CAIRO - 31 October 2021: The tomb of Ptah-M-Wia, head of the treasury during the reign of King Ramses II was discovered by archaeological mission from Cairo University during excavation work at the Saqqara Necropolis.
Secretary-General of the Supreme Council of Antiquities Mostafa Waziry announced that this discovery is important because Ptah-M-Wia held several titles.
In addition to being the head of the treasury, Ptah-M-Wia was also the royal scribe, supervisor of cattle and was in charge of the sacrifices to the deities at Ramses II temple in Thebes.
The area in which Ptah-M-Wia tomb was uncovered houses tombs of top officials of the New Kingdom,including the tomb of renowned military commander Haremhab.
The head of Cairo University archaeological mission, Ola El-Egazy, added that Ptah-M-Wia tomb design is similar to the design of the other tombs near to it .
This style is titled a tomb-temple because it consists of an entrance in the form of an edifice, followed by one or more courtyards.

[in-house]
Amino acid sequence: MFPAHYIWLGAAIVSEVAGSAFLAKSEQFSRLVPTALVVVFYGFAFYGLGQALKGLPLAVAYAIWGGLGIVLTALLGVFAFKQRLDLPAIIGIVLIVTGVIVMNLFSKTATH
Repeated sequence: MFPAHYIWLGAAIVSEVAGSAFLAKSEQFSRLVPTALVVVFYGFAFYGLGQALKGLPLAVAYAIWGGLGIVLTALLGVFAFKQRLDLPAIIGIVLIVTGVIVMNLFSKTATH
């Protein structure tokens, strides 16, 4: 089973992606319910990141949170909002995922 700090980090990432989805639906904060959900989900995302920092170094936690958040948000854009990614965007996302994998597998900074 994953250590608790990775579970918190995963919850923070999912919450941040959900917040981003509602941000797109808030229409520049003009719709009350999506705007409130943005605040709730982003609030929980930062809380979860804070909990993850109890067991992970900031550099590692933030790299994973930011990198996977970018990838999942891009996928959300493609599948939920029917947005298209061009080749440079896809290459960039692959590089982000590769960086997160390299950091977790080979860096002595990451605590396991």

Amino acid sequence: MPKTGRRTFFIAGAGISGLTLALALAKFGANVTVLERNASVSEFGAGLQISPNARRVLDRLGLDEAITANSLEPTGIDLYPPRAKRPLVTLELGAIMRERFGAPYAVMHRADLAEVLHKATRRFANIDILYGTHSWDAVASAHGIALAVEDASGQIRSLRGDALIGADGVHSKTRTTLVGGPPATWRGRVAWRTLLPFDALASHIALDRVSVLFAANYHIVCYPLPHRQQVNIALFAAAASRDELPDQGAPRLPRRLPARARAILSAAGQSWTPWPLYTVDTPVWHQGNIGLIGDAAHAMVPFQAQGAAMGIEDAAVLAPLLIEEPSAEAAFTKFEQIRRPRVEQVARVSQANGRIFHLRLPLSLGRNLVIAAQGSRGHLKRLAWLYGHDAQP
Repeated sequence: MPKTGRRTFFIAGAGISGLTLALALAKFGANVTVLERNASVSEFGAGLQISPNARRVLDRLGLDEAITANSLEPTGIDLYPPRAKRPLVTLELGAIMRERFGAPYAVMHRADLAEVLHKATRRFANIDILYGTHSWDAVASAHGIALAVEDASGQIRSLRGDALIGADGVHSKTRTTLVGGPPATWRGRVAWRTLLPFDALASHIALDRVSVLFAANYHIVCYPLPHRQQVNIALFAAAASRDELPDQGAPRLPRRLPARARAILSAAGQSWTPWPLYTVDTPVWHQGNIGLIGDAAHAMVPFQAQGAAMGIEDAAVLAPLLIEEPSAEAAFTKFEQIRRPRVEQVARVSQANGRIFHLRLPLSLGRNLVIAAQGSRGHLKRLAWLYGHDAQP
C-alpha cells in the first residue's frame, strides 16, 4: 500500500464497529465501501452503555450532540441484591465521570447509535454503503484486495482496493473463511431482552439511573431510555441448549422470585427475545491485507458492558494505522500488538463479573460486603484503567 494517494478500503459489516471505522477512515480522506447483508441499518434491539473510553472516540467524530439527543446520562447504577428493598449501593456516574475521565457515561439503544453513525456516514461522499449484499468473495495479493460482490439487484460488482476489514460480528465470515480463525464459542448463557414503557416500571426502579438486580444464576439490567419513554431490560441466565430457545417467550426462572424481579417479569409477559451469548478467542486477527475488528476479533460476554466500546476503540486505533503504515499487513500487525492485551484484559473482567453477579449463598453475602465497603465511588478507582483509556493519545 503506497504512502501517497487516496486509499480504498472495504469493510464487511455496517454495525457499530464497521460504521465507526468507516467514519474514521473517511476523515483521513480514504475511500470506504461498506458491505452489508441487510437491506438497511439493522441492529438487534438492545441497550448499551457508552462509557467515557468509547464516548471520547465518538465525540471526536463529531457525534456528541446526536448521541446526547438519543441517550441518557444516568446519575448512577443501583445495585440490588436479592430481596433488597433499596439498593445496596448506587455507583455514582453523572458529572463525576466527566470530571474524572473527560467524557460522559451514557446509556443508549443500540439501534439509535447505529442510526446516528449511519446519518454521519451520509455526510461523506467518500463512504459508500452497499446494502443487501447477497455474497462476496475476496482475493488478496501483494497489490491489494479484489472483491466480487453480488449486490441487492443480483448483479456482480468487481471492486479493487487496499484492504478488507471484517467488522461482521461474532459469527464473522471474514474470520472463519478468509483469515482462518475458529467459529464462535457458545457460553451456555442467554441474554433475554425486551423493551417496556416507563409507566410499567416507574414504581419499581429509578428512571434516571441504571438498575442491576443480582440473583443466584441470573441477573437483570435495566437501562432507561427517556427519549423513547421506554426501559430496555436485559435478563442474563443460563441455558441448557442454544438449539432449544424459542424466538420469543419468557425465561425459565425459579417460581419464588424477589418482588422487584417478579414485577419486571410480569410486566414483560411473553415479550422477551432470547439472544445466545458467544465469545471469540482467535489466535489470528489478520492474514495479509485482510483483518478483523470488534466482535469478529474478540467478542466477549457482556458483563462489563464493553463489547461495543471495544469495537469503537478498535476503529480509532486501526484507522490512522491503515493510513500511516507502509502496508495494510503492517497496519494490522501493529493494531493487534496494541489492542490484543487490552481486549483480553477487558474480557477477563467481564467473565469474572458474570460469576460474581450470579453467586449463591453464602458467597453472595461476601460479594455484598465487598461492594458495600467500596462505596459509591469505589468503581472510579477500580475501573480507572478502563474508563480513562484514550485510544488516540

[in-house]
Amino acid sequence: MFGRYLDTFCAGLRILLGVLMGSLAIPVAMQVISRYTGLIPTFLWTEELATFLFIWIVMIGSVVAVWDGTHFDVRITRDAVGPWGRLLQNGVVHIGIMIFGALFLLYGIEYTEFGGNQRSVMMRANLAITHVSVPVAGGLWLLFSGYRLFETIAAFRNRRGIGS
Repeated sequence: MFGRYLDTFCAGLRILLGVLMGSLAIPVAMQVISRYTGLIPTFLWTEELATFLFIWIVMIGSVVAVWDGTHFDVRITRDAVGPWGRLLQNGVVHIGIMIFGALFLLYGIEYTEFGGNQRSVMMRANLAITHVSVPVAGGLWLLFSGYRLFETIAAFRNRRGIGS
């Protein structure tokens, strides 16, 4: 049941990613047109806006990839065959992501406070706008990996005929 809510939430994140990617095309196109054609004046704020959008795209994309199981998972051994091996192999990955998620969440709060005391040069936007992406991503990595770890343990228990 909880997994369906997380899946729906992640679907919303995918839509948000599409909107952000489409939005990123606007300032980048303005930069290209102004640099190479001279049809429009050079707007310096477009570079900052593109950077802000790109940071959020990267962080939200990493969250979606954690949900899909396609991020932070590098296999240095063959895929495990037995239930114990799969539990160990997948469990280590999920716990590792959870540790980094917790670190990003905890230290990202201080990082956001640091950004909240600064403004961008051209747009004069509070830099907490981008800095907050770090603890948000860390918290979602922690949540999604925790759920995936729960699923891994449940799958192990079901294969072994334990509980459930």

The tomb ends at the western side with a shrine for deities headed by a pyramidion.
The entrance of the tomb is the only uncovered part and it is carved in stone engraved with scenes showing Ptah-M-Wia.
The entrance leads to a hall with walls full of paints showing scenes of offerings processions.
The mission also managed to discover stone blocks, in addition to several Osirian columns, some of which are still lying in sand while others are standing in their original place.
Cairo University archeological mission had completed all the work of the tomb of the supreme commander of the army during the reign of King Seti I and his son, King Ramses II.
Other important discoveries made by the mission include the tomb of the mayor of Memphis, Ptah-Mas; the royal ambassador to foreign countries, Basir; and the supreme commander of the army, Eurkhi.
Ahmed Ragab, dean of the Faculty of Archeology, said that excavation work in Saqqara began in the 1970s at the New Kingdom cemetery south of the road leading to the pyramid of King Unas. Headed by Professor Sayed Tawfiq 1983-1986, this mission resulted in the discovery of many tombs dating back to the Ramesside period, including the tomb of the royal vizier Nefer-Ranpet.